<a href="https://stlouis.cbslocal.com/personality/phill-brooks/" target="_blank">Phill Brooks</a>

As Missourians prepare for the holiday season, major decisions are being made in Missouri’s statehouse about the state’s multi-billion dollar budget.

They are some of the most important decisions made each year in state government. These decisions will affect the quality of education for your children, the safety of your highways and the ability of the state to provide assistance to those in need and to respond to natural disasters.

The work is being done through the governor’s budget office headed by Linda Luebbering. She’s the director of the division of Budget and Planning.

Luebbering’s office coordinates the process for putting together the budget recommendations that Gov. Jay Nixon will present to lawmakers during his State of the State address in mid-January. During the session, she will be a key liaison with legislators working on the state’s budget.

Luebbering has extensive experience dealing with lawmakers during lean budget years. She was the budget director for Gov. Bob Holden, whose administration faced sever budget shortfalls.

With term limits, the budget decisions made by Luebbering and the governor have taken on far more importance than in the past because Missouri’s General Assembly no longer has a body of lawmakers with decades of budget expertise.

It takes years to really understand the details of a budget that takes up thousands of pages. It takes just as long to recognize the strategies that interest groups and agency officials will use to pad a budget.

Yet, as you read this, the administration is making these budget decisions with little or no public debate.

If the past is any indication, you will not get to see an outline of how the governor proposes to spend that money until after Nixon formally presents his budget plan to lawmakers in mid-January — just four months before lawmakers must pass the budget.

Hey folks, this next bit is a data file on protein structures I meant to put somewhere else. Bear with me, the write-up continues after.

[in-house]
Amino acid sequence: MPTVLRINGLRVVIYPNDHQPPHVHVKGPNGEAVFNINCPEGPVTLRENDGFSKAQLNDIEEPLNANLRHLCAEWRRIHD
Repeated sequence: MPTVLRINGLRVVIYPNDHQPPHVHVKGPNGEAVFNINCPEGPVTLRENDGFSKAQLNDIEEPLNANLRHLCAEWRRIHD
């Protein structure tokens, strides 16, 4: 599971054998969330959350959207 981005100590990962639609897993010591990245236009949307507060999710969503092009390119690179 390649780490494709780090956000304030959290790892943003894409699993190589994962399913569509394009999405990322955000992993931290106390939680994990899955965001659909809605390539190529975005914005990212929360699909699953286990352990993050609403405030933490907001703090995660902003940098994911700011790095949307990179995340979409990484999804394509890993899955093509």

Specific items might be announced earlier, but not the priorities among all of the state’s programs. At least in the past, they’ve not been unveiled earlier.

That is a major departure from the approach taken by Missouri’s first two-term governor, Warren Hearnes.

Back then, Hearnes had what were called “budget appeals hearings.” They ran for a couple days. They were an opportunity for agency officials to “appeal” the budget recommendations that the governor’s budget director had made to the governor.

They were held in public. And because they were held in public, the budget director’s recommendations were public.

It was a tremendous vehicle for helping develop a deeper understanding of the issues in Missouri’s budget.

It also was great political theater for Hearnes. He had been a legislative leader and showed an obvious delight in playing the role of the chairman and chewing a cigar (as I remember) while grilling his own agency officials about their spending.

With some agencies, Hearnes would play the role of the tough budget hawk arguing that limited state finances made it impossible to meet their appeals. With other agencies, the hearings provided Hearnes with the opportunity to display generosity by ultimately overruling his budget director’s recommendations for an agency and recommending a bigger budget.

Over the years, in succeeding administrations, Missouri’s budget-development process has become increasingly secretive. There no longer are public budget appeals hearings.

In fact, recent administrations have not even provided reporters with advance copies of the budget the night before to allow time to study a complicated document that runs hundreds of pages. That stopped soon after a reporter broke the embargo on releasing the budget. It caused a fist fight among two reporters that ultimately led to criminal charges.

Years later, one administration even had a police officer make sure that only reporters attended the budget briefing shortly before the governor presented his budget proposals.

In a way, Hearnes saw the budget process as a public relations tool — either a political tool or a public education tool, depending on your perspective. But succeeding governors have given less public emphasis to the process.

As always, let me know (at column@mdn.org) if you have any comments. If you would like your comments, or a portion of them, included in a future column, let me know and be sure to include your full name in your email. Past columns are available at www.mdn.org/mpacol or here.


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